The other Myth-like element that will stand out the most to gamers is the use of veteran units. Combatants that prove strong enough to survive a battle can be recalled in the next step of the campaign for a flat fee. By recalling units, gamers can carry over units with a high level or experience to get a one-up on the ever-strengthening enemy hordes. The veteran system adds an interesting level of strategy to battles, as gamers will struggle to swap out healthy low-level units to bail out their embattled vets.

The veteran system is a double-edged sword, however. Enemy armies are more often than not able to recruit higher level units immediately and will, without fail, assault the gamer with a zerg-style rush attack (for all you StarCraft fanatics out there), overwhelming any units that stand before them. The opposition will also always attack your weakest units directly, hammering away at them until they've been eliminated. Also, healing units only happens after a full cycle of turns, which means that the enemy will get a full chance to beat on troops before they get a chance to heal up. Healing is passive, as well; there are no direct actions a player can make to heal units during their turn. All of these elements add up to mean that it is exceptionally tricky to keep any one unit alive for very long, let alone through an entire campaign.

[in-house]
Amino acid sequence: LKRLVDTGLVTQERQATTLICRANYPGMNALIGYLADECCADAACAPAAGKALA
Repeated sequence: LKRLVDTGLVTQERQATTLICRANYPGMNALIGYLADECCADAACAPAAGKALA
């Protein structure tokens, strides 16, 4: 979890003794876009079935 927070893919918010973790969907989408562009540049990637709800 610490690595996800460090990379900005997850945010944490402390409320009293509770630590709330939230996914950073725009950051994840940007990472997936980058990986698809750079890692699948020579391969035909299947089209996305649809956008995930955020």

This on its own would be workable, but when the campaign is advancing and scenarios are balanced with the idea that the gamer has a certain amount of veteran units and a certain stash of gold saved from the previous scenario it gets to be exceptionally frustrating to not have been able to keep veteran units alive under the enemy onslaught. After struggling my way through six scenarios I reached a level that I could not for the life of me manage to get past. I did some forum browsing to see if anyone wiser than I had some advice for weary gamers and was depressed to find that the general consensus was to start the game over and go back, trying to keep more units alive as I went. This is bad enough on its own (gamers should never be punished for advancing), but I've replayed the campaign several times now and met with the same level of failure. Veteran units in Myth were a way to add to the strategy of a level and gave the gamer some advantages in battle, but a strong battle plan would always allow the gamer to overcome superior enemy units. I just didn't get that feeling from Battle for Wesnoth.

At the risk of sounding like I'm whining on all fronts, I went back to play through the main campaign on easy and, admittedly, felt that I got a stronger handle on the nuances of troop movement and how to keep my players alive, but the AI opponents are massively weaker on the easy level of play. Their tactics remain essentially the same, but enemy units produce a far lower number of units than on the normal level. So, while playing on easy will get you used to Wesnoth battle strategy, the missions on normal difficulty will still be a kick in the pants.